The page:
Most people see panic and anxiety attacks as the same thing and use these terms interchangeably. But the truth is these two are different conditions with specific symptoms and features, and there is a huge difference between a panic attack and an anxiety attack.
Panic attacks come on abruptly and can occur without a trigger. On the other hand, anxiety attacks are triggered by certain stressors, and they often last for more time than a panic attack might.
Although there are similarities between both experiences- including experiencing overwhelming feelings of anxiety, fear, confusion, and worry. But they differ in intensity and cause, and both are psychological issues that lead to severe mental and physical symptoms.
So, it’s significant to understand the difference between them so you become aware of what you are experiencing. In this article, we’ll discuss the difference between a panic attack and an anxiety attack in detail- their definitions, symptoms, differences, and treatments.
What is a Panic attack?
A panic attack occurs suddenly and involves overwhelming and intense fear and discomfort. These attacks usually last for a short time, but they’re so intense that they can cause severe disruption. The Diagnostic and Statistical Manual of Mental Disorders- 5th edition (DSM-5) recognizes a panic attack and categorizes it as expected or unexpected with or without clear triggers.
An expected panic attack is linked to known stimuli like Phobia. Unexpected attacks can occur out of the blue without a cause, like some people experiencing a panic attack in the middle of the night. These attacks can happen to anyone. But if someone is experiencing panic attacks more than once, it may be a sign of mental health condition, panic disorder.
Symptoms of Panic Attack
The mental and physical symptoms of panic attacks include:
- Rapid or racing heartbeat
- Feelings of choking
- Shortness of breath
- Feeling nauseous
- Being shaky
- Sweating and hot chills
- Intense worry and distress
- Extreme fear of dying
- Feelings of derealization
- A sense of detachment from oneself or the world
What is an Anxiety attack?
Anxiety is related to the expectation of a stressful event, situation, or experience. The DSM-5 doesn’t mention the term anxiety attack, so it’s not an officially recognized condition. However, they’re defined as the feature of other common disorders, such as OCD, generalized anxiety disorder, PTSD, panic disorder, social anxiety disorder, or specific phobia.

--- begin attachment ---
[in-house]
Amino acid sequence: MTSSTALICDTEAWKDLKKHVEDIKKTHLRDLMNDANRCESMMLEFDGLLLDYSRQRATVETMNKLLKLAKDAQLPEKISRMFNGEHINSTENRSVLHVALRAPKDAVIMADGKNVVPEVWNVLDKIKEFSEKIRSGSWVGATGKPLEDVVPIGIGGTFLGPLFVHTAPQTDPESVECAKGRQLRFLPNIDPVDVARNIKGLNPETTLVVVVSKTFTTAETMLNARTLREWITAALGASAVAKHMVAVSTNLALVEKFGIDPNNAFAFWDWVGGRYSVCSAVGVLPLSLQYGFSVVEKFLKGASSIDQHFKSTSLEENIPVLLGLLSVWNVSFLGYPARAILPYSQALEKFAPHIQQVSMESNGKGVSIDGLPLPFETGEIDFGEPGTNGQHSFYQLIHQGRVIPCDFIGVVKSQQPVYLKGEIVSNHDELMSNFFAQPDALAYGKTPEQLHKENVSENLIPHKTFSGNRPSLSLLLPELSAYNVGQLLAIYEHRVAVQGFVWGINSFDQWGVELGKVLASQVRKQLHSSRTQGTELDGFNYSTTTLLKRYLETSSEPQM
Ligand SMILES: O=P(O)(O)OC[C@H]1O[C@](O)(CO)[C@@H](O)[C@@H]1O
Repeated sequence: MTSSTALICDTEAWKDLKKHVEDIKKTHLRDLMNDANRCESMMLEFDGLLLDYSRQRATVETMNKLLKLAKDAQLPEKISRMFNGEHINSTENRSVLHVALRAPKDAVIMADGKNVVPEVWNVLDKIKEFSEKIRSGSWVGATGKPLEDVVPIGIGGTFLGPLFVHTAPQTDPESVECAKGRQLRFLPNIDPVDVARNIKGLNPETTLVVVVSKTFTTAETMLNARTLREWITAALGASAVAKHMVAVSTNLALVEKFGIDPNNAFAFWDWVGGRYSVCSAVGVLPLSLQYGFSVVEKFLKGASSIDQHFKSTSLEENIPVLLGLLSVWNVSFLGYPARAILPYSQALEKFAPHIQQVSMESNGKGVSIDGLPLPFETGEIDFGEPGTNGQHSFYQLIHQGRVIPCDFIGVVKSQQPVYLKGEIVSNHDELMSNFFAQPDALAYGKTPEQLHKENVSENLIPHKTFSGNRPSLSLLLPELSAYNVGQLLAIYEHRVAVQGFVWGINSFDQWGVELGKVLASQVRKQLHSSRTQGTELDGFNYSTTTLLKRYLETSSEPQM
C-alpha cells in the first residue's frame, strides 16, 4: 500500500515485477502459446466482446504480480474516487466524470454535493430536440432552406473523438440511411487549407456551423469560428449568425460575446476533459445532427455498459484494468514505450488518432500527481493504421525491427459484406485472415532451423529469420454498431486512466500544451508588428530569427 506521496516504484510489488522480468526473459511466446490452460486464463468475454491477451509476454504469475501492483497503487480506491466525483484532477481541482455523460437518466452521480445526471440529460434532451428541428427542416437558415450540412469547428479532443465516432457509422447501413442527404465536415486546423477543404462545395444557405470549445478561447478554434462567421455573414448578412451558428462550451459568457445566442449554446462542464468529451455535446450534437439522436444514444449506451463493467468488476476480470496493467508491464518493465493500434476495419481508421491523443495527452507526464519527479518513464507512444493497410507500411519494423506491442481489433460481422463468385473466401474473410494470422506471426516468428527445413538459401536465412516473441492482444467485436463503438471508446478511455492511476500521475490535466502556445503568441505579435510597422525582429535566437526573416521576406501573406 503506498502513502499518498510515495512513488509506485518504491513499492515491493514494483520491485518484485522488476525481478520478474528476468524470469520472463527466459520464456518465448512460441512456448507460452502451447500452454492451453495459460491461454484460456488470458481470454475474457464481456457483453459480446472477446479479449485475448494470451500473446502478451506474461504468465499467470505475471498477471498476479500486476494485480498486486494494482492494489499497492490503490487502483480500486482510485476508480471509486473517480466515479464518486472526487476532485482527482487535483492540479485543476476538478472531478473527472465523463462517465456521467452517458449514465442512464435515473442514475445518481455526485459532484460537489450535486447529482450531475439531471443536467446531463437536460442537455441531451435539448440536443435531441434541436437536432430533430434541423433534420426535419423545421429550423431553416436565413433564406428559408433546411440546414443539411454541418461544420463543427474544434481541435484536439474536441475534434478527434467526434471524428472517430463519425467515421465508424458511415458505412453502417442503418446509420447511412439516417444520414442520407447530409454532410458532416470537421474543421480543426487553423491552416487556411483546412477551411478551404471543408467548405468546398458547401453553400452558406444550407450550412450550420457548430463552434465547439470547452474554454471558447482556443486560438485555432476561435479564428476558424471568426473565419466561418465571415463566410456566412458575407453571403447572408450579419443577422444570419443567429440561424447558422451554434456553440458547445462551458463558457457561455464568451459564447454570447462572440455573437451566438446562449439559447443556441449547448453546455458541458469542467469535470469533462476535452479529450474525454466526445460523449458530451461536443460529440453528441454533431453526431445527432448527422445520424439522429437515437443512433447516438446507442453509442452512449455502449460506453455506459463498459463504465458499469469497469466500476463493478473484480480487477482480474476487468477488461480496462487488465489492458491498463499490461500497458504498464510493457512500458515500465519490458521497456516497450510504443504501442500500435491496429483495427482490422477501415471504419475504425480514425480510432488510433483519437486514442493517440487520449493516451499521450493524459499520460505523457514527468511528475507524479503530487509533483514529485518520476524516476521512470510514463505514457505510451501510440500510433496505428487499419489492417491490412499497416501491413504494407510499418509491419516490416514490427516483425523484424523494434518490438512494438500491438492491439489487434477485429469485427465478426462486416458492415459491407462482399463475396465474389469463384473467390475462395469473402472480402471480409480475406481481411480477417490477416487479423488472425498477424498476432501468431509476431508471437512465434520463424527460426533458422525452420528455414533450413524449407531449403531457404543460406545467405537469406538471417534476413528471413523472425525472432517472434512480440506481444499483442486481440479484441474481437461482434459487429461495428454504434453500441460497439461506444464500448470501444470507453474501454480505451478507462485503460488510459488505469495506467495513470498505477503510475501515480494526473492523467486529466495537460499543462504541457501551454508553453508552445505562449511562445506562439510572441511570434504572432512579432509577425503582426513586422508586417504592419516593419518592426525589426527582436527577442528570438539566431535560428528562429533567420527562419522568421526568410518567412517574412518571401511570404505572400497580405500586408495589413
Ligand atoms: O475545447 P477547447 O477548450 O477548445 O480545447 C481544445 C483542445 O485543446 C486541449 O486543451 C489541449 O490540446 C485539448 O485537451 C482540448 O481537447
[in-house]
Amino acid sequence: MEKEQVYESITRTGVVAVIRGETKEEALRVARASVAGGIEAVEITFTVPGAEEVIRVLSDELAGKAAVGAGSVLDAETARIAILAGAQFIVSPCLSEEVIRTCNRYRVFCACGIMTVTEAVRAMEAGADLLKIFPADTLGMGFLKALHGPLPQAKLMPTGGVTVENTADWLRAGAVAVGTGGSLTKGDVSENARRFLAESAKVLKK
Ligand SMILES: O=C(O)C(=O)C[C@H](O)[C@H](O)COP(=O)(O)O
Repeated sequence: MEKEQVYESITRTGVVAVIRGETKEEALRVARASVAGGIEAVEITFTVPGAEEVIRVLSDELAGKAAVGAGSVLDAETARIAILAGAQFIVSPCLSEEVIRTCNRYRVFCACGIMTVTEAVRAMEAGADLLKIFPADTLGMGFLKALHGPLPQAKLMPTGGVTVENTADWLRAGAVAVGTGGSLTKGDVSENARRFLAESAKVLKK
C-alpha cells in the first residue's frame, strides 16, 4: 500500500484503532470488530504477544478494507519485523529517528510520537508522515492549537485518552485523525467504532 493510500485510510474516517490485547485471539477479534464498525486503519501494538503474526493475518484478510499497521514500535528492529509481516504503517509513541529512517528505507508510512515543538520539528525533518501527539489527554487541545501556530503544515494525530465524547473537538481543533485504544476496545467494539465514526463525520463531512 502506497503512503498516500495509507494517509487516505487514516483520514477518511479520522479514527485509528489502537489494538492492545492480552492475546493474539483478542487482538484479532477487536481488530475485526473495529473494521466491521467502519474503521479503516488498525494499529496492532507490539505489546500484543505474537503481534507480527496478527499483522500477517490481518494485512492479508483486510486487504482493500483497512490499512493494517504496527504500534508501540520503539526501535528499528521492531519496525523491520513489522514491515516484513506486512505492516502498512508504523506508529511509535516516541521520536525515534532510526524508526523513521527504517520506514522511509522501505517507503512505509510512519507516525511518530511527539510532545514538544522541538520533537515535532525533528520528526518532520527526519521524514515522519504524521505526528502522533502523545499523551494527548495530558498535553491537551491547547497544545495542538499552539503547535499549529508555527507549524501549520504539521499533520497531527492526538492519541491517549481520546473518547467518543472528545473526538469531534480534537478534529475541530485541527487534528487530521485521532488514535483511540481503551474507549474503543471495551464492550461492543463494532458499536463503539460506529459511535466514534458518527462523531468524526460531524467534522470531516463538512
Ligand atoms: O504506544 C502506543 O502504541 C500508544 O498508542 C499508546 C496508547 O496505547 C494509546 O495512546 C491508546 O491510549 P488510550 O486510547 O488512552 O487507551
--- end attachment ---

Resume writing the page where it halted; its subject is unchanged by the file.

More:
Anxiety attacks present as strong feelings of fear, worry, and distress that tend to build up gradually. People use this term to describe intense anxious feelings. Anxiety intensifies over time and can persist for as long as the trigger is around. Unlike panic attacks, the anxiety symptoms are long-lasting- they can be days, weeks, or even months.
Symptoms of Anxiety Attack
Anxiety attack symptoms are considered less rigid than panic attacks. Here are the symptoms of this condition:
- Extreme worry
- Being irritable
- Poor concentration
- Feeling shaky
- Sleep problems
- Tire easily
- Increased heart rate
Difference between panic attack and anxiety attack
Now you must have understood that Panic attacks and anxiety attacks are not the same things, and they’re unique in different ways. The key differences between a panic attack and an anxiety attack involve appearance, intensity level, duration, cause, and onset. Let’s explore these differences.
Appearance is one of the primary differences between a panic attack and an anxiety attack. Panic attacks are usually spontaneous, going from 0 to 1 in an instant, and their symptoms appear suddenly. But anxiety attacks start out gradually and keep building over time.
The level of Intensity
Panic attacks involve intense symptoms that can bring on sudden mental and physical changes. Their symptoms are so extreme and disruptive that people can’t identify panic and believe something serious is occurring physically. On the other hand, anxiety attacks can be moderate or severe but can’t match the force of a panic attack.
Panic attacks are short and end quickly. Minutes will feel like hours for a person who experiences a panic attack. But the average panic attack lasts about 10 minutes and rarely longer than 30 minutes. Also, most panic attack symptoms disappear as soon as the attack ends.